Released in 1987
Directed by Richard Donner
Screenplay by Shane Black
Tag: "Two Cops. Glover carries a weapon..... Gibson is one"
Mel Gibson (Martin Riggs)
Danny Glover (Roger Murtaugh)
Gary Busey (Mr. Joshua)
Mitch Ryan (General Peter McAllister)
What can I say about Lethal Weapon that isn't already obvious? Is there an original angle to take? Should I try to be objective and talk about Lethal Weapon as a serious action movie which influenced the genre heavily, or should I take advantage of the years that have passed since it was made in order to take it to pieces in a humourous and cruel way? So many choices. Let's see how we go.
Lethal Weapon came out in 1987, when I hadn't even started listening to the Cure and was still wearing velcro sneakers. I was just starting to get acquainted with the idea that I had emotions and hormones, particularly testosterone. I was stretching out of my clothes and looking at girls. I was punching my wardrobe door and wondering why I didn't like my friends any more.
Enter Mel Gibson as Martin Riggs, the suicidal cop. Lethal Weapon was a pretty decent movie with a reasonable plot and some good action, but let's face it, nobody was really watching it for Danny Glover. The reason it became so popular is because it was still 1987 and no one had had time to get tired of Mel Gibson's "My wife just died and I don't care if I live or die, but I do want to KICK ASS" act. We all thought he was incredibly cool, hard as nails and emotional too. Remember that scene where he's sitting in his trailer alone, drinking himself stupid and crying over his wife's picture, and he sticks his pistol in his mouth? Of course because it's the beginning of the movie you know that he isn't going to do it, but wow, the pathos. This guy is a dedicated, focused cop who doesn't care if he lives or dies, a wonderful if implausible psychological makeup. When a drug dealer takes him hostage he shouts "Shoot me! Shoot me!" until the guy gets so flustered that Mel can get free and kick his ass. He climbs on to a building roof to talk down a suicidal businessman, and ends up cuffing him and jumping off with him on to the waiting bouncy target that the police have set up below. The he kicks his ass. Well, no he doesn't, I made that up. But I bet he wanted to. My teenage hormones and Mel's crazy ass-kicking were a perfect match.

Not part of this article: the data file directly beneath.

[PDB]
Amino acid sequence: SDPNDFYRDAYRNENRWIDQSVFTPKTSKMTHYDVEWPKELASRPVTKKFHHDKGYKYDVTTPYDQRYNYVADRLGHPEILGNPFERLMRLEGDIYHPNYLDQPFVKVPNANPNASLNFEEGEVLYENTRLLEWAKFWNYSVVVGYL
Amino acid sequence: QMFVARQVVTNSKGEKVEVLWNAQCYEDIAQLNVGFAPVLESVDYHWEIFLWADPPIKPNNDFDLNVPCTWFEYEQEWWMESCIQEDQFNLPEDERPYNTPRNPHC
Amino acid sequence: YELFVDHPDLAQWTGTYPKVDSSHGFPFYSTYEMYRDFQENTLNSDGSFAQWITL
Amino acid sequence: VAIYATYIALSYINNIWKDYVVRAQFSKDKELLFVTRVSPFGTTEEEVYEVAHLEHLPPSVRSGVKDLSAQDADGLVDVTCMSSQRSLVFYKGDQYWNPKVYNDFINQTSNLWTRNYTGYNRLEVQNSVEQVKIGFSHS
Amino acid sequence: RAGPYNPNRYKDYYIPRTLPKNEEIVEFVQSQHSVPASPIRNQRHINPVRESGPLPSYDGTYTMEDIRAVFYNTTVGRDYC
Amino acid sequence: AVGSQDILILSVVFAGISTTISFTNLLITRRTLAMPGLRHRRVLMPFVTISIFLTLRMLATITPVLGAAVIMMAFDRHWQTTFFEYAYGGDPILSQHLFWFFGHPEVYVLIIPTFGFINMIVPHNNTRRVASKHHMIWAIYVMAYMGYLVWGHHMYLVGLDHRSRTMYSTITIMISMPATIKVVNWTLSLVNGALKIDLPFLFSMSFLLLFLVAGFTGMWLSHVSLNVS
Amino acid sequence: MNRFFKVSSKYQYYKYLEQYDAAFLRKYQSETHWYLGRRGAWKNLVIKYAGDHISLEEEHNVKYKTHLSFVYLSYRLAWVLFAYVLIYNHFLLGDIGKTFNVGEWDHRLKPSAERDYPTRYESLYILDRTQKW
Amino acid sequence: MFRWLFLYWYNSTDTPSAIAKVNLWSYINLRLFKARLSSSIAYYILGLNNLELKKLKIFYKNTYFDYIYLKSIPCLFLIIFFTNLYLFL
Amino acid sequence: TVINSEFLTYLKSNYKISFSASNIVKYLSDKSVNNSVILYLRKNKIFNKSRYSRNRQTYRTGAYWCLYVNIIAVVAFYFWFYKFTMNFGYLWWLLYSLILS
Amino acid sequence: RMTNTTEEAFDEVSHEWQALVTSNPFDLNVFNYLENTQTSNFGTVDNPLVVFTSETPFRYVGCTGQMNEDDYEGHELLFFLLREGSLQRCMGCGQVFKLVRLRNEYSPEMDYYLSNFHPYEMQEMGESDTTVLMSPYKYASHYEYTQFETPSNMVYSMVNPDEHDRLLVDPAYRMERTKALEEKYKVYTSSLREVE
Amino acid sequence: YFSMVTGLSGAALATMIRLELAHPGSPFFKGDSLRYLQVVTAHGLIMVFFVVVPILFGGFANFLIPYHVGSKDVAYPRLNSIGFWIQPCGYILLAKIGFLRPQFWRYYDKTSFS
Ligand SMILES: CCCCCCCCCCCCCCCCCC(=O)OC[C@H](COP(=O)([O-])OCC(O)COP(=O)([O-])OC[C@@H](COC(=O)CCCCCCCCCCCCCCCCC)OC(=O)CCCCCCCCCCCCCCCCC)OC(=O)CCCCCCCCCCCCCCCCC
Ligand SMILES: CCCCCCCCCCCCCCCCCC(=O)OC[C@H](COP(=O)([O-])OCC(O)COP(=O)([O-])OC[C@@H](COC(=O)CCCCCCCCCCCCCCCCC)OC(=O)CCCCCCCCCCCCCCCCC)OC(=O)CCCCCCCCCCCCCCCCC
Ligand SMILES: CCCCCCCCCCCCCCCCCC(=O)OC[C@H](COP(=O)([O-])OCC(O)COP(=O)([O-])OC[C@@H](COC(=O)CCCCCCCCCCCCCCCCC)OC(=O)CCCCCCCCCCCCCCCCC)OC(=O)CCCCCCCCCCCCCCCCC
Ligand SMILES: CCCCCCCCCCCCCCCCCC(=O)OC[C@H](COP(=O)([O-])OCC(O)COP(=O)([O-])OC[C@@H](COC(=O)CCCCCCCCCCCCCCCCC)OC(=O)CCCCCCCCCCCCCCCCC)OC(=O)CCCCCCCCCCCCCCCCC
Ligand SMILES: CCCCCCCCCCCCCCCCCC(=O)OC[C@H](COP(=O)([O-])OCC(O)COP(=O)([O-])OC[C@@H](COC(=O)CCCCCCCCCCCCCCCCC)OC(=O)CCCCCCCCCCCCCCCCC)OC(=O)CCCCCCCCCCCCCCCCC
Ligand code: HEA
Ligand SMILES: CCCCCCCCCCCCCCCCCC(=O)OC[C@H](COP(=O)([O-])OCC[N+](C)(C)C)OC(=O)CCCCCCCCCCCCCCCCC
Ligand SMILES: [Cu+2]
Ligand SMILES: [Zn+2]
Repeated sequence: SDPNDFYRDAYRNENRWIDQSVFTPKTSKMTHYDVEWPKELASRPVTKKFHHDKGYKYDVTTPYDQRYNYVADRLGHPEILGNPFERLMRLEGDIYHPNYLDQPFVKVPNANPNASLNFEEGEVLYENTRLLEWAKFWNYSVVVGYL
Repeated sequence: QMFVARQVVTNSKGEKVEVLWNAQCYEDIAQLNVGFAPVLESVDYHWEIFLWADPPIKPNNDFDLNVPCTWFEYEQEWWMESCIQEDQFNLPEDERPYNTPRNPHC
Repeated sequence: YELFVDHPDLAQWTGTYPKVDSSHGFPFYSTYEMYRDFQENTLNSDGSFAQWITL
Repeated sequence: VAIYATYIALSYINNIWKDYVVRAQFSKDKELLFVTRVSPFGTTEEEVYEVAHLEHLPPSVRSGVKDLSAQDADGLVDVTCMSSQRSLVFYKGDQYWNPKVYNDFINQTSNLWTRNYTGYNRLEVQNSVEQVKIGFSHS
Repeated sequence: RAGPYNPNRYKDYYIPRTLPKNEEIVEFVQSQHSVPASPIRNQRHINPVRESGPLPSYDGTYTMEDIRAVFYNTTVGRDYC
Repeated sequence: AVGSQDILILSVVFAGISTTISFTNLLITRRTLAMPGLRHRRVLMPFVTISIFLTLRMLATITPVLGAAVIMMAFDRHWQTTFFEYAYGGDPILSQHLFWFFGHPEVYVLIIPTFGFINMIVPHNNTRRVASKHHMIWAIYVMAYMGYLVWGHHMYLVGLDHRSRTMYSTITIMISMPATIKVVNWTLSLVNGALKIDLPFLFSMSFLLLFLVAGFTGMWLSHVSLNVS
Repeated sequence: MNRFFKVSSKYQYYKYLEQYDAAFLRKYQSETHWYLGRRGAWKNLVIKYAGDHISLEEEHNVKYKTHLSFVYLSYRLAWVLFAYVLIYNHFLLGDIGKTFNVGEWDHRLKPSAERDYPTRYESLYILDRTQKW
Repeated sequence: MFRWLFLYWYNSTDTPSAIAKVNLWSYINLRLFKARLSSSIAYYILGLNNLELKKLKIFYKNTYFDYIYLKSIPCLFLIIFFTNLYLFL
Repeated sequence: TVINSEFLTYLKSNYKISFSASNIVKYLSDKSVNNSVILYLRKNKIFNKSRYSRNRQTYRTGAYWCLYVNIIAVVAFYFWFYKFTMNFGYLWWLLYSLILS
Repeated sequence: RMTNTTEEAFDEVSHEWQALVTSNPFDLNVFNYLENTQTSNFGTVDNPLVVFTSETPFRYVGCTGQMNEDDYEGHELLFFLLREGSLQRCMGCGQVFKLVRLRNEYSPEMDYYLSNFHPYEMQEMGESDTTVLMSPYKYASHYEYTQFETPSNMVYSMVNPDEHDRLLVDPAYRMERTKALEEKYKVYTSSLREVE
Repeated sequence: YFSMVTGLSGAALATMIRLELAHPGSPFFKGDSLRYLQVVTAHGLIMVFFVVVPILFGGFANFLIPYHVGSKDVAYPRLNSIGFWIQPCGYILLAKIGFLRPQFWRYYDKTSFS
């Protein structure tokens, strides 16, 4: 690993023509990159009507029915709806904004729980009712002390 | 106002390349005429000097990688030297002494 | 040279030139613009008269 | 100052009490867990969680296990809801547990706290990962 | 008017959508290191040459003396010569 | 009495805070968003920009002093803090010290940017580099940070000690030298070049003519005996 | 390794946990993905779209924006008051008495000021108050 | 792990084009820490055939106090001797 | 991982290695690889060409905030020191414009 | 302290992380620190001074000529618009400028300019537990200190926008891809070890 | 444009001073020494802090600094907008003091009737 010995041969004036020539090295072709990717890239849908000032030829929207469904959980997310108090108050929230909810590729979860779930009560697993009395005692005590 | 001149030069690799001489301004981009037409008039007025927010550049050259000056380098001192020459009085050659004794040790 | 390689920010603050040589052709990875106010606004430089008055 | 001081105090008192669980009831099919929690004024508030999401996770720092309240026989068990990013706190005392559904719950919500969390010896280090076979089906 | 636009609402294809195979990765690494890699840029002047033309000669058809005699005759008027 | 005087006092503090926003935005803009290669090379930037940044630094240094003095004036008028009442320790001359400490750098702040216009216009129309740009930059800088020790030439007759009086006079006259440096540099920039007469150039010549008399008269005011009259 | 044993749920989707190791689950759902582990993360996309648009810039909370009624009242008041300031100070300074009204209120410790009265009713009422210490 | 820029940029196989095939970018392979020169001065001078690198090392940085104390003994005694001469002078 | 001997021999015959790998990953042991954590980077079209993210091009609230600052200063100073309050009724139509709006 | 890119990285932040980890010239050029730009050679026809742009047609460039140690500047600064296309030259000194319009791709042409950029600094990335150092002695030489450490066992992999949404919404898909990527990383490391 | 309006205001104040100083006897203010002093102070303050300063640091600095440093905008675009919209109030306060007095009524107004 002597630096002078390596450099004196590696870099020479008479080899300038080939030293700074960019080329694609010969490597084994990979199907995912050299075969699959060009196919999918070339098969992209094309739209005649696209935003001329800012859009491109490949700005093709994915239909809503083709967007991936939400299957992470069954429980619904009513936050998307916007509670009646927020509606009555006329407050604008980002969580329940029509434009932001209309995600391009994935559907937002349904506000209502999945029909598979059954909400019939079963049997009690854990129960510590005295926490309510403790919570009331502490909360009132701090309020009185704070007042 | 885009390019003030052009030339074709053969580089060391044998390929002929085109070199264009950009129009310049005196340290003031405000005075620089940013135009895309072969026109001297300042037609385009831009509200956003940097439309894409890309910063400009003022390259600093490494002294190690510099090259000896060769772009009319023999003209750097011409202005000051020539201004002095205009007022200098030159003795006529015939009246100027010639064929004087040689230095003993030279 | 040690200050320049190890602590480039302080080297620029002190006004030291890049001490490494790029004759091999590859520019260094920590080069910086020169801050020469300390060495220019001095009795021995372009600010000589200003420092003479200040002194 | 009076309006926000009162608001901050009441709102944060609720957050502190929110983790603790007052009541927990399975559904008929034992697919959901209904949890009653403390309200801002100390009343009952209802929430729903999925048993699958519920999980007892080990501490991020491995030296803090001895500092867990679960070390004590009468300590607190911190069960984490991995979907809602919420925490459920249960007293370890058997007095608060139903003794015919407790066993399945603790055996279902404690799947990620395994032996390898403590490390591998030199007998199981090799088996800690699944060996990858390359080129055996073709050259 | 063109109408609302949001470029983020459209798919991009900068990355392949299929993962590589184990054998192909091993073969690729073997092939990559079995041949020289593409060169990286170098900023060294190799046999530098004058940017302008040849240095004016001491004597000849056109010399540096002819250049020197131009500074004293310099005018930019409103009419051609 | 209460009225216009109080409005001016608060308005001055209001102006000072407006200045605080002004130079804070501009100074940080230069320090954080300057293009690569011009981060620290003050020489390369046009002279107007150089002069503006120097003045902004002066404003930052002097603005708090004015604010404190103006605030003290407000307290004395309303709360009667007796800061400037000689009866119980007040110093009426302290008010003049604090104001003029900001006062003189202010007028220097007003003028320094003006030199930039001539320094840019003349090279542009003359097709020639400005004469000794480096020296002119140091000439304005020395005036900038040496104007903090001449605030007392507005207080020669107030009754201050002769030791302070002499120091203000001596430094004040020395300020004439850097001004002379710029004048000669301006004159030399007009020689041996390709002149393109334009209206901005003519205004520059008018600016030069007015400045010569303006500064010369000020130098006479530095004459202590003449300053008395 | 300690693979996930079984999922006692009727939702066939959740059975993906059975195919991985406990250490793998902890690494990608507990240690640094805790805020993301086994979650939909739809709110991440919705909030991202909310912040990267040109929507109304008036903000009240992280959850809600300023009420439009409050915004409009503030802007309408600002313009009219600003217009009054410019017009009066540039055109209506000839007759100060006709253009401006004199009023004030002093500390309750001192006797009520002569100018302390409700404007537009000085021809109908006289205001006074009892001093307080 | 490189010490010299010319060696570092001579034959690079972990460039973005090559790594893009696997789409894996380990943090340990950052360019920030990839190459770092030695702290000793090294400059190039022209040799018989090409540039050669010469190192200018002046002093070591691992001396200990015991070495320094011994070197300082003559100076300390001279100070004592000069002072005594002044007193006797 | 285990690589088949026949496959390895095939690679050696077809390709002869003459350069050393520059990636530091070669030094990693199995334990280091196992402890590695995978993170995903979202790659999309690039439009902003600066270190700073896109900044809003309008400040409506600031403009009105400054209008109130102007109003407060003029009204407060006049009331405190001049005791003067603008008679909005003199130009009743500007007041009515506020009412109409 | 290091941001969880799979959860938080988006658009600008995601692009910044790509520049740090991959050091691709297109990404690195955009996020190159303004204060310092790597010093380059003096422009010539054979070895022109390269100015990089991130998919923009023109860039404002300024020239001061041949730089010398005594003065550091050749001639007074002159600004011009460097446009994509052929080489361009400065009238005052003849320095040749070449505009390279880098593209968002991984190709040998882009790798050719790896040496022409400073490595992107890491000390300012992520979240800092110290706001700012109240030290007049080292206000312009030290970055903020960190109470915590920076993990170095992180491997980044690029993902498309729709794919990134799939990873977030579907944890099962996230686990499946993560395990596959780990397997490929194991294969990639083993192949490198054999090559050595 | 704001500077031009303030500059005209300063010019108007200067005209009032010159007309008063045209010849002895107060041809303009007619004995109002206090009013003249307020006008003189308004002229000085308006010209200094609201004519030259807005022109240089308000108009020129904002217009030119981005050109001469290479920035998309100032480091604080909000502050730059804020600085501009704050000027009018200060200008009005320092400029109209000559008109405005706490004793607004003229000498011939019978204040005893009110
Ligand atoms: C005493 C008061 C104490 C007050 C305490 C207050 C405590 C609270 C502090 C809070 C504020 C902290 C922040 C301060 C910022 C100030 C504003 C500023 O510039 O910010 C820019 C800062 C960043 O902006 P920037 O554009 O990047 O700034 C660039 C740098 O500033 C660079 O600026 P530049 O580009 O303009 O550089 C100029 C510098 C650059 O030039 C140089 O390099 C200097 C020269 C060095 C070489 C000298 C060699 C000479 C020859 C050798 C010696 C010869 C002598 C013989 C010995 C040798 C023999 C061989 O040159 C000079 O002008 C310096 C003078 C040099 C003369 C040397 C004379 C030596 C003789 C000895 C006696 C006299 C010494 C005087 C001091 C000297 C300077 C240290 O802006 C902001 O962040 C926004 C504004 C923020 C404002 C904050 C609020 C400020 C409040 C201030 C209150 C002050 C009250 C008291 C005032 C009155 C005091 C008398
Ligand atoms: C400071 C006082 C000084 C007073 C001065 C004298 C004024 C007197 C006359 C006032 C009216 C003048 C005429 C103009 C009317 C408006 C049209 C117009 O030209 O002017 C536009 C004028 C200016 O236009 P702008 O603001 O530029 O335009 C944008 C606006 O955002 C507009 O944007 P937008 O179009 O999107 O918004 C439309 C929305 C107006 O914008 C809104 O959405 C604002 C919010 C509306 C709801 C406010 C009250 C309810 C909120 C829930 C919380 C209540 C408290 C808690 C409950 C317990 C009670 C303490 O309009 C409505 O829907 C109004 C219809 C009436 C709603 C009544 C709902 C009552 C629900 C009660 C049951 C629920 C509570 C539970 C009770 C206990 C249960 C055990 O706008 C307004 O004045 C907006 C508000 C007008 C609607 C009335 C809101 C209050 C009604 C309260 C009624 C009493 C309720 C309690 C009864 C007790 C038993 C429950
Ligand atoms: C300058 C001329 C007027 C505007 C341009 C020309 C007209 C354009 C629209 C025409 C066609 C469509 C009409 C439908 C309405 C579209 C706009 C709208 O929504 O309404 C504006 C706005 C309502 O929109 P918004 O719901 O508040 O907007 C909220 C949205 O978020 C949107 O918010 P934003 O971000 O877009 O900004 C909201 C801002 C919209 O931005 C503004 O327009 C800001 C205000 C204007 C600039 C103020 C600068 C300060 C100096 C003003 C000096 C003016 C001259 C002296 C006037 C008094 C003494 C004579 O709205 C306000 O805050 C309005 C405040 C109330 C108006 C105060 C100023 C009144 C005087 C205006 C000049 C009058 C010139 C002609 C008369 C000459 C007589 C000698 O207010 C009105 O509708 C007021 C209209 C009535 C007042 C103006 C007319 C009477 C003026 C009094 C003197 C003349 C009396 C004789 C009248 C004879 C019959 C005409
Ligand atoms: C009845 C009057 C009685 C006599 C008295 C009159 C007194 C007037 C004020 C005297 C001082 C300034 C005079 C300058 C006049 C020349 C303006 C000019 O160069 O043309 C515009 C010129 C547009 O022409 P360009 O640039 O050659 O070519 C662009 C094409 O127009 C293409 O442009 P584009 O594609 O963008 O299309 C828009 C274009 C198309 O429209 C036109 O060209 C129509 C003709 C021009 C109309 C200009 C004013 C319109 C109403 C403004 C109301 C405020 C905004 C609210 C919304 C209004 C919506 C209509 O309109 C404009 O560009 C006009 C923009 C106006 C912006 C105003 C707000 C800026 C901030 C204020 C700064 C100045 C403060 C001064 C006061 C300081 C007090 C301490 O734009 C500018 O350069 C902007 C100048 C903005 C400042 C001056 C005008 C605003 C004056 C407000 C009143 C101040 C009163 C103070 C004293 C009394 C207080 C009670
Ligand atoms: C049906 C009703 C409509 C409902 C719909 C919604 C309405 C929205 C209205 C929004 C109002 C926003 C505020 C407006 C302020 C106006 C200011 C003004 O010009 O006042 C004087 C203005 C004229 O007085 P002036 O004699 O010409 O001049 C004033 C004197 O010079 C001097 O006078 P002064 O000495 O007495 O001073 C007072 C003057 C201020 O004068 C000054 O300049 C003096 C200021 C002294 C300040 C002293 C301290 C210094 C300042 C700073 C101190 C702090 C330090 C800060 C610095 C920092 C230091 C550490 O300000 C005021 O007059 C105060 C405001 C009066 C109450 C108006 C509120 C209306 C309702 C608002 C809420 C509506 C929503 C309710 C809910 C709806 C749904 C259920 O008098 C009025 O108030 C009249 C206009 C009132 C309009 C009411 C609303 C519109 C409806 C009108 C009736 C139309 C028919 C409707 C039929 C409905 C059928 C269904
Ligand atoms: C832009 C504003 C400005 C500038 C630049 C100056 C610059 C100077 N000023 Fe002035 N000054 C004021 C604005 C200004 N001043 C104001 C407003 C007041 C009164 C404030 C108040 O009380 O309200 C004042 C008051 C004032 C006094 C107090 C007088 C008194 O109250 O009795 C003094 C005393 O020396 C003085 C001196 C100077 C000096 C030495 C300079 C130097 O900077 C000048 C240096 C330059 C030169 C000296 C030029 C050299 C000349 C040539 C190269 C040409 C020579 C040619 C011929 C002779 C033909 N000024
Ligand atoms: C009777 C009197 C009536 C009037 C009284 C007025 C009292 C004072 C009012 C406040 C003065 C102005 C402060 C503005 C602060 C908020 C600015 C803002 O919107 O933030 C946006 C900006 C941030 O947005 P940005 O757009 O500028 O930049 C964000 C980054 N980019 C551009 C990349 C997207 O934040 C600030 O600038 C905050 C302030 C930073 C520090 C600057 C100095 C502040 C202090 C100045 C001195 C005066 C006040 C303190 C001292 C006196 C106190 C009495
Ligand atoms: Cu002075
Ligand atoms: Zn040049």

Now we have Danny Glover as Roger Murtaugh, a nice peaceful sergeant who just wants to retire gracefully, until he gets partnered with Mad Max, whose wife was killed by bikers and is out for revenge. Sorry, wrong movie, I meant, Mad William, whose wife was killed by the English and is out for revenge. Oops, wrong again! I'm really losing it here. Obviously I mean Mad Martin Riggs, whose wife basically just died and who wants a kind of non-specific revenge on bad guys everywhere. Riggs is known for having this suicidal streak, and his superiors in the force suspect him of trying to con his way into a disability pension, so instead of withdrawing him from active duty they (of course) partner him with a cop close to retirement and send him out to investigate a bizarre suicide/homicide in which a young prostitute skydives from her apartment in spectacular fashion. Murtaugh quickly finds out that not only is Riggs suicidal, but he's some kind of super-soldier ex-assassin who killed lots of people in Vietnam with his mad jiu jitsu skillz and his pinpoint accuracy with all types of guns. Cue the famous line: "I guess we'll have to register you as a lethal weapon." They take an instant dislike to each other.
Murtaugh quickly finds out Riggs isn't faking his suicidal urges when he dares him to shoot himself, and Riggs actually does it. Or nearly does. Murtaugh blocks the hammer with his finger just in time. Of course, instead of doing what any sensible cop would do (report the incident and get Riggs withdrawn from active service and given proper psychiatric treatment) he goes crimebusting with him. After all, he may be suicidal, but as long as there are bad guys to kill he isn't going to do himself in. Maybe Murtaugh makes a clinical assessment that as long as all that anger and death is projected outwards at the right target, everything will be ok. And because this is Hollywood, everything is.